HSPs are really important for your resilience. Your body makes them after you expose yourself to almost any kind of external stress, including exercise. HSPs (from sauna or exercise):

I use my Sunlighten sauna regularly because it’s the least painful way to turn on those HSP benefits. I also use intense exercise, blood flow restriction, hypoxia, ozone therapy/oxidative stress, and fasting, which are documented to do the same thing to HSP. It’s just that spending 30 minutes in my sauna to raise HSP is more relaxing and more fun!

 

Chill out

Immersing yourself with ice-cold water or sub-zero temperatures in a whole body cryotherapy chamber might sound like torture. But it works. Once you become cold-adapted, cold therapy actually invigorates your mood, cognitive function, and makes you healthier.[9][10] If you are new to cold therapy, it is important to gradually build up to it rather than jumping into an ice bath the first time. Becoming cold-adapted activates the vagus nerve, boosting your relaxation response and strengthening the nervous system against stress.[11] You’ve probably heard Wim Hof’s interview on Bulletproof Radio where he shows how he has used cold (and breathing) to completely stop immune system inflammation, even when he intentionally injected himself with a bacterial toxin!

Cold therapy is a type of hormesis that reduces inflammation and increases cellular antioxidants.[12][13] Although many people associate being cold with getting sick, repeated but brief cold exposure strengthens your immune system in the long run.[14] Cold exposure also helps improve insulin sensitivity,[15] which also helps with weight loss and overall health.

Because temperature fluctuations activate heat-shock proteins, hot-cold therapy (alternating between a hot sauna session and cold exposure) can be a great synergy. Many studies support the benefit of hot-cold therapy for exercise recovery because it can better clear inflammation from tissues than either heat or cold alone.[16] Alternating between a hot sauna and a cold shower also allows you to tolerate more heat and cold during each cycle, thus reaping more hormetic benefits. The good news is that a 1 minute cold shower, for just three days in a row, has the power to change cardiolipin in your mitochondrial membrane, as I wrote about in Super Human.

CRITICALLY IMPORTANT: Keep your cold exposures brief (and ideally follow with a sauna or a hot shower). Some people make the mistake of believing that since some cold is good, colder must be better. Getting truly chilled or being over-exposed to cold for long periods of time increases your risk of respiratory infection!

This is one reason I’m adding a Sunlighten sauna at the new Upgrade Labs location in Victoria, BC when it opens. I will suggest that members use it right after our liquid-nitrogen fueled cryotherapy sessions.

Take a breath

Breathing exercises are free, on-demand mind control. Traditions throughout the world have developed and used breathing exercises as part of their meditative or healing practices.

There are a variety of breathing patterns that can help you achieve the desired mental states, improve your stress resilience, or stimulate healing responses in your body. Mindfulness breathing helps you focus, whereas Pranayama breathing can help you calm down. Dr. Andrew Weil, MD, developed the 4-7-8 breathing, a type of Pranayama breathing that quells the nighttime monkey mind for a good night’s sleep. He shared it during his interview on Bulletproof Radio. Wim Hof breathing, before cold exposure, involves controlled hyperventilation before breath-holding to strengthen your nervous system and stress response. It also makes cold not hurt!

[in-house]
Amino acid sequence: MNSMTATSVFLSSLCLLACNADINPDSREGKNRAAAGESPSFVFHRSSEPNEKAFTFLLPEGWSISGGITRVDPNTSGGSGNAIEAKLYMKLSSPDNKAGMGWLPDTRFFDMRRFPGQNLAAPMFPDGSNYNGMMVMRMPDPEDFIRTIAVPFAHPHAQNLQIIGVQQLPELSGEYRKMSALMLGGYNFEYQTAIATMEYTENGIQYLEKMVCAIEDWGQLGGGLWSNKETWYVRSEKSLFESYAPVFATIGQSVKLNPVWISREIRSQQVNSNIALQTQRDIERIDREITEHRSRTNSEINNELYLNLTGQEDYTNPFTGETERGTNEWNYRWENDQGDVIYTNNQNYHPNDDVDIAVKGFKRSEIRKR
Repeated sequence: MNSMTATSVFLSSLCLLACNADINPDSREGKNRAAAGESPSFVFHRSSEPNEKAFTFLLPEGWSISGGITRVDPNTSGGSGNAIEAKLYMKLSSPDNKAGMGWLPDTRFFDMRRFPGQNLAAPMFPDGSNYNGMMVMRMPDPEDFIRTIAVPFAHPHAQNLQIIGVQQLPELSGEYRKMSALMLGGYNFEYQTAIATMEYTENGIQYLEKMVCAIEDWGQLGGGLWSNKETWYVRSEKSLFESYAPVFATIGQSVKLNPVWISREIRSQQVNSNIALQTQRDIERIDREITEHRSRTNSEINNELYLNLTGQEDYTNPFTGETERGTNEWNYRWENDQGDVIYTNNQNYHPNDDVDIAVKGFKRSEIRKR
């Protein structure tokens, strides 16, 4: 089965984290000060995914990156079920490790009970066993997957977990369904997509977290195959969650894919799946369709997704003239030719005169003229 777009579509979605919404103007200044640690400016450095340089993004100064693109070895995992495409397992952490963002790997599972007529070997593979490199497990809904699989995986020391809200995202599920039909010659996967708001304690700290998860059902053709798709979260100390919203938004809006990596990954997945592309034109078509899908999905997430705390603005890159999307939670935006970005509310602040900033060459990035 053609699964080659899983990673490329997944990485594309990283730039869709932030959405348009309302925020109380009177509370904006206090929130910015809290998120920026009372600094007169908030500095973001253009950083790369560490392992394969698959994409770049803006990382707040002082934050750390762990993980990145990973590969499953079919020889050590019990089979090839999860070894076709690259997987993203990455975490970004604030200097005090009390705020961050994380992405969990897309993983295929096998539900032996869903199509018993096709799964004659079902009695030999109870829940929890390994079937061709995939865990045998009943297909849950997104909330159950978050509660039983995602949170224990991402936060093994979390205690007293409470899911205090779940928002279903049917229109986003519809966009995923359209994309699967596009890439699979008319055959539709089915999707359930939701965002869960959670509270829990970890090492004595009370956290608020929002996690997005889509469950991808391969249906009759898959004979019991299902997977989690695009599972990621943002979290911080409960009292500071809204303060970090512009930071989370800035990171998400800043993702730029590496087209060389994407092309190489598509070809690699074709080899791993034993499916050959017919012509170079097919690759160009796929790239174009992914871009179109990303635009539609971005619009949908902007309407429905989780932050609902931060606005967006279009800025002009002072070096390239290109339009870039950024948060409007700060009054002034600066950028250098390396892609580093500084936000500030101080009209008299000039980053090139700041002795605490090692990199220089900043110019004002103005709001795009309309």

Breath-holding patterns are also a form of hormesis that makes your lungs stronger. In small doses, it slightly increases oxidative stress in the airway, making you more resilient and boosting your airway antioxidant levels.[17] In Head Strong, I talk about brief oxygen deprivation called Intermittent Hypoxia, which I use at Upgrade Labs to help clients raise HSP and stimulate neurons to create more mitochondria.

In the spirit of stacking my biohacks, I sometimes do breathing exercises inside my sauna. Since both can raise HSP, doing them at the same time makes a lot of sense!

 

Fast(ing) food

Intermittent fasting, a core part of the Bulletproof Diet since 2011, and the topic of my upcoming book Fast This Way is the practice of eating during a shortened window of time. Fasting of any type combats insulin resistance and obesity.

Since obesity and insulin resistance significantly increase the risk of complications and death for any illness (including COVID-19), start doing it now. Fasting also improves brain function and protects the brain in stressful situations.[18] Third, it stimulates autophagy or cellular self-cleaning, which rejuvenates your cells and may help with cellular defense against viruses.[19] And yes, it increases HSP – just like my infrared sauna.

During this pandemic, Dr. Peter Attia, one of the early guests on Bulletproof Radio, recommends against extended fasts of over two days because it can spike cortisol and dampen the immune system, making you more susceptible to infections.[20] However, shorter fasts like a restricted daily eating window are still beneficial.

CRITICALLY IMPORTANT: Fasting is a stressor on the body. If you’re exhausted and stressed, or menstruating, try intermittent fasting every other day. You can over-exercise, and you can over-fast. Both of them will reduce your immune function!

To learn how to fast without hunger and pain, check out Fast This Way. It also includes a section on heat and cold exposure. For instance, I recommend doing your infrared sauna session towards the end of an intermittent fast, which helps it to liberate stored glycogen from your cells.

Get some sun

One of the first three posts on this blog 10 years ago was about the importance of sun exposure, and a lot more research has come out since then. Most people still fear the sun because the sunscreen industry has a big incentive to emphasize that sun exposure damages the skin and causes skin cancers.

They are right. Too much sun exposure does exactly that, and so do sunburns. A logical person would conclude that, if some sun exposure is bad, you should minimize it.

That’s a bad idea too. A 2017 Swedish study found that sun avoidance is linked to all-cause mortality. [21] While too much sun increases the incidence of skin cancers, the correct dose of sunlight reduces your risk of all other types of cancers. The key driver of sun-related skin cancers is sunburn, but sun exposure at hormesis doses (avoiding sunburns) greatly exceeds the risk.